A five-year New York State Education Department (NYSED) contract, along with $2.7 million dollars, has been awarded to Binghamton University Community Schools to improve on and operate the Nita M. Lowey 21st Century Community Learning Centers (CCLC) Technical Assistance Resource Centers (TARC).

BU Community Schools is the “first county-wide, university-assisted community schools [(UACS)] model in the nation,” according to their official Facebook account. Their goal is to bridge resources within the community and create an equitable school environment beyond the classroom that can improve youth academic success, as explained on the BU website.

CCLC are places where students, usually in low-performing schools, are offered help in core academic subjects through tutors and additional services such as health education and violence prevention, according to BingUNews. TARC is tasked to work with CCLC, providing 21st-century technical resources, assistance and professional development activities for students.

The program initiative came about after BU Community Schools submitted a NYSED Request for Proposal to become the CCLC TARC for the non-New York City region of New York state, according to Casey Pulz, director of CCLC.

The contract allows BU Community Schools to make use of the initiative and expand on the many youth development programs, including tutoring, counseling, health and violence-prevention services which already offered by the CCLC on a state level through the running of TARC, according to Pulz.

“This award is designed to improve the quality of 21st CCLC programs in the rest of state, non-New York City (NYC) region, and in turn improve academic, social and emotional outcomes of students and the literacy of their families,” Pulz wrote in an email. “The TARC will provide a variety of technical assistance, resources and professional development activities for the subgrantees to help them attain the 10 essential indicators of high-quality after-school programs as identified in the [New York State] Network for Youth Success Program Quality Self-Assessment Tool.”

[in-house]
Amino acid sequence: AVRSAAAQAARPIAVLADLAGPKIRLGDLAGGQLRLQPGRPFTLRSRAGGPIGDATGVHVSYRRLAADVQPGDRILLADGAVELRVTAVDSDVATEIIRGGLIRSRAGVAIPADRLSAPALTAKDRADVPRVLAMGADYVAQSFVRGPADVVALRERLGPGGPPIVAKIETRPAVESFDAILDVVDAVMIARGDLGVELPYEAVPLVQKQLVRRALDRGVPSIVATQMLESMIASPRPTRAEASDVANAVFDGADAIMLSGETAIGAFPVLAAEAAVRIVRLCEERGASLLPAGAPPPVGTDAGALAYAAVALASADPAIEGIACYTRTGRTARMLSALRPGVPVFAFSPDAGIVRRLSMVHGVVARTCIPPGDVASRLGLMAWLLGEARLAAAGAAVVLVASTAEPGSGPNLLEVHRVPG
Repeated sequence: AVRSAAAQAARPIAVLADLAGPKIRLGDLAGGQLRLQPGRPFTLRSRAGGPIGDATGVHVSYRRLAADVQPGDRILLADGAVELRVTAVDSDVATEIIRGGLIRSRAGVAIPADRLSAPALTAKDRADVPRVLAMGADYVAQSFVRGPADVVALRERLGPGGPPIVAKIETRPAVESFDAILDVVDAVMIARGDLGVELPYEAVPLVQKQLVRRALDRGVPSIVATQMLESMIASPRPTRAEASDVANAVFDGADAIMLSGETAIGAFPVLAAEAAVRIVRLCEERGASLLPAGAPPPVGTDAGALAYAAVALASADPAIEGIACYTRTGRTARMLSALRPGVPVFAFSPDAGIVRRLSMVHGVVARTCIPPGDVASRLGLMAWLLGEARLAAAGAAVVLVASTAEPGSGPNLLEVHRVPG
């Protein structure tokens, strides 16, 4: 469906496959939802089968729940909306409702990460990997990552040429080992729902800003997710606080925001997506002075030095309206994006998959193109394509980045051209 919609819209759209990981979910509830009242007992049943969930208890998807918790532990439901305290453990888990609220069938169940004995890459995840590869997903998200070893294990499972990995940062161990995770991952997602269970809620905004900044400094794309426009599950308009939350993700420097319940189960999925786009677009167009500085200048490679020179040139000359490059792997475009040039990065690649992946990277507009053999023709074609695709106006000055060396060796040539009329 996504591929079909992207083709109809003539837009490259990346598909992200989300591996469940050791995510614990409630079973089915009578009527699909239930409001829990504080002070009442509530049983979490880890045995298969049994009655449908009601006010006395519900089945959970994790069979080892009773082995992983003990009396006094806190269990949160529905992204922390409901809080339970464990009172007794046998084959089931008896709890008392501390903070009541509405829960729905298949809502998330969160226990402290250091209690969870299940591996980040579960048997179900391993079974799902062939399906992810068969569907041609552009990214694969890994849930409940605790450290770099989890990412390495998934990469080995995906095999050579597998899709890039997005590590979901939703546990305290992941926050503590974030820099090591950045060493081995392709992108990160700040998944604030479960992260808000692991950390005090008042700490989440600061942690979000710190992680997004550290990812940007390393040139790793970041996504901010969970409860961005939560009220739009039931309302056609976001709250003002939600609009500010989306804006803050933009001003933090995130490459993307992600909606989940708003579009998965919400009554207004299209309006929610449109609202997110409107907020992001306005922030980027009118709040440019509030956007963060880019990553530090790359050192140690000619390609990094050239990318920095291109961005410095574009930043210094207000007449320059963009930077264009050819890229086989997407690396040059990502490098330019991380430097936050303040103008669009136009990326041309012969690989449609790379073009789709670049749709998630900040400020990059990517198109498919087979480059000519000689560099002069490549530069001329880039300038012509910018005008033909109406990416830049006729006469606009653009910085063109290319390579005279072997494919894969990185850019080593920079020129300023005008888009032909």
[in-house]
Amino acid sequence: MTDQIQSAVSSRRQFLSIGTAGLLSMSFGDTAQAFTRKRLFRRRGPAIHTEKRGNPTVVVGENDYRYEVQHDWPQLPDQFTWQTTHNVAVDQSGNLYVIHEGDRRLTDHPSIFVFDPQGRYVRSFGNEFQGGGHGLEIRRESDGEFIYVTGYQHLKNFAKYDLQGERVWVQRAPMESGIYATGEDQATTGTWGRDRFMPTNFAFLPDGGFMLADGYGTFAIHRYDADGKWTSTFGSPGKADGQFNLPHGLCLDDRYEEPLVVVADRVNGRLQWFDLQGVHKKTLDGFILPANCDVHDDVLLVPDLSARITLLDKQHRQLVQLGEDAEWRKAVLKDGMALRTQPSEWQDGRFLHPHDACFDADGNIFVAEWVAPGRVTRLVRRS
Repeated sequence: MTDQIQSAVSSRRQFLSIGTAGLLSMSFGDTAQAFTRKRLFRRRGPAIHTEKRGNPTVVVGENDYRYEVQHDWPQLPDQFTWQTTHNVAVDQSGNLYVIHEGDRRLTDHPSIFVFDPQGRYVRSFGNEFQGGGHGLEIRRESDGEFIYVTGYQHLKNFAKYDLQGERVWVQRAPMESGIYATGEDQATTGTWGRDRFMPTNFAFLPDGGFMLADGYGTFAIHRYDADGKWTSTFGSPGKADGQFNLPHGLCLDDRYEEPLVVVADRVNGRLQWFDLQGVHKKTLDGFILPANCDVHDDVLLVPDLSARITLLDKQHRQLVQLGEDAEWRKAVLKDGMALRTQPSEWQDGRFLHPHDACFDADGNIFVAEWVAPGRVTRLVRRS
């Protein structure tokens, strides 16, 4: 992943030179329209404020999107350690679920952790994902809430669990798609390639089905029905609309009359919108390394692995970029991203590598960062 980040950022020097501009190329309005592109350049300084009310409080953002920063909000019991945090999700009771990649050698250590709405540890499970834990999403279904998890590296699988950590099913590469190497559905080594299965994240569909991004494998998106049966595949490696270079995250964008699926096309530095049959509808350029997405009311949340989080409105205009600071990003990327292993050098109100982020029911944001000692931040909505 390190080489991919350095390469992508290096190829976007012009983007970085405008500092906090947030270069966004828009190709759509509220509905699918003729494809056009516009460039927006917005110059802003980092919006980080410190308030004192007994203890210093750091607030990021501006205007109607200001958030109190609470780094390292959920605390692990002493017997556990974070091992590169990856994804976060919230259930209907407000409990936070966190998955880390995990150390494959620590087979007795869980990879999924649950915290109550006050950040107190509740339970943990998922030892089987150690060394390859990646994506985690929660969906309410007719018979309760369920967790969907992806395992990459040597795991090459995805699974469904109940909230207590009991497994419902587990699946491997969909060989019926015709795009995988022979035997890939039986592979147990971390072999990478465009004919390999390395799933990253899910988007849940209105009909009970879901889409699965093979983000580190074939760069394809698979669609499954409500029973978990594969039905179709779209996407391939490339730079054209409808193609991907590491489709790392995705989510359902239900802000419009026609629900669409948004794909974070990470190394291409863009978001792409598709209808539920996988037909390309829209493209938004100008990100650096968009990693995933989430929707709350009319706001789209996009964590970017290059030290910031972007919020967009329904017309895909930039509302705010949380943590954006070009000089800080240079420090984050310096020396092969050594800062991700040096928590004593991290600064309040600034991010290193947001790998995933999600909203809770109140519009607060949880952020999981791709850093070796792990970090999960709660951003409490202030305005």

Paula Jankowski, a senior majoring in integrative neuroscience, acknowledged how impactful and important she felt the work being done by BU Community Schools is.

“I’m really proud to attend a university that recognizes the educational disparities present within its community and is actively doing [its] part to help,” Jankowski said. “There are so many benefits to be reaped from the time and resources that [BU] invests in these kids. Being from [New York City], I recognize the prominence and urgency of this issue and I believe any initiative to narrow the inequality gap is worthwhile.”

Pulz said the TARC are not exclusive to just one BU Community Schools initiative, but will be collaborating with other BU Community Schools’ technical assistance initiatives that benefit other services, with one being the NYSED Central/Western Regional Community Schools Technical Assistance Center, which builds capacity for community schools.

The New York State Cares for Communities (NYSCFC) initiative will also be part of the project, according to Pulz. NYSCFC supports community- and faith-based organizations working with school districts to address barriers faced by students and families during the COVID-19 pandemic. The University-Assisted Community Schools (UACS) Regional Training Center through the Netter Center for Community Partnerships at the University of Pennsylvania and The Regional Network are also extending their help.

“[UACS] Regional Training Center through the Netter Center for Community Partnerships at [the University of Pennsylvania] supports colleges and universities across [New York state] and New Jersey in developing their [UACS] models in partnership with regional districts,” Pulz stated. “The Regional Network [is] partnering with districts across the Southern Tier to build capacity for and implement their community school models.”

Melissa Longo, a junior majoring in sociology, is hopeful that BU Community Schools’ involvement in the initiative will have a positive effect on New York state youths’ success in the future.

“I think it’s really amazing how [BU] is taking steps in the right direction to better the community it’s a part of,” Longo said. “Bettering the resources of the youth of [New York state], especially those who are in low-performing schools, is so important in ensuring that the needs of a child in such a developmental time will be met, so that they are encouraged and ready to seek higher education and attend schools like [BU].”